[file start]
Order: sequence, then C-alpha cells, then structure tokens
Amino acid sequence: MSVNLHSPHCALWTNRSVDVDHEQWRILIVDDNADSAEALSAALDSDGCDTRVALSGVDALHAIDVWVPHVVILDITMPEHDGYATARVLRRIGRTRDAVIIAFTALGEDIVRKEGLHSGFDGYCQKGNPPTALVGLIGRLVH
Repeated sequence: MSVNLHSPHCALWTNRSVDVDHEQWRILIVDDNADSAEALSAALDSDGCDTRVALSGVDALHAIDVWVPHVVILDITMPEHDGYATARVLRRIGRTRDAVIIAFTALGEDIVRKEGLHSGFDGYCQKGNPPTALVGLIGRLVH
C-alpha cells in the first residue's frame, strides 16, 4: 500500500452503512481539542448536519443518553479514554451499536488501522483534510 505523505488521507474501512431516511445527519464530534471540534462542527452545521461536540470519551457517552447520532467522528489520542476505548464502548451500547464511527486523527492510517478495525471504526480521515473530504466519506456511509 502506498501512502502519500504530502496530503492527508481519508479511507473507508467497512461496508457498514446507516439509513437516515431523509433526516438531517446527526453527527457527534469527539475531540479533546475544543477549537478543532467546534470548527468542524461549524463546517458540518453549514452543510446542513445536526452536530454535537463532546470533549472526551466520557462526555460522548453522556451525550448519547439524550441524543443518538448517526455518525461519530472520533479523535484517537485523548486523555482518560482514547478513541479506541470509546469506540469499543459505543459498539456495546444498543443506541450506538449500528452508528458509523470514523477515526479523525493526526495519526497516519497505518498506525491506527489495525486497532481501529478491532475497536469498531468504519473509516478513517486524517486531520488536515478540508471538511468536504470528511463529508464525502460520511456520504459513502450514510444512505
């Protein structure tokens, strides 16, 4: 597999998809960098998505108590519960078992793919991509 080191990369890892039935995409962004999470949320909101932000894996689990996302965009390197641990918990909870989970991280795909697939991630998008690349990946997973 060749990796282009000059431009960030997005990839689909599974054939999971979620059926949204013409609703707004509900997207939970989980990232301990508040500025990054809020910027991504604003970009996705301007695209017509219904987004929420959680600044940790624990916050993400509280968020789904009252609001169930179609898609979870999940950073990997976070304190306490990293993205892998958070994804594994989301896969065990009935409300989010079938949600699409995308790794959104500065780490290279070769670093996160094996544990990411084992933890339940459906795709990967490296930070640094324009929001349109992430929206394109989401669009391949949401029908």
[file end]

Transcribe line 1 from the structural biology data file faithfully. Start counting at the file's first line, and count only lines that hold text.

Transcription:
Order: sequence, then C-alpha cells, then structure tokens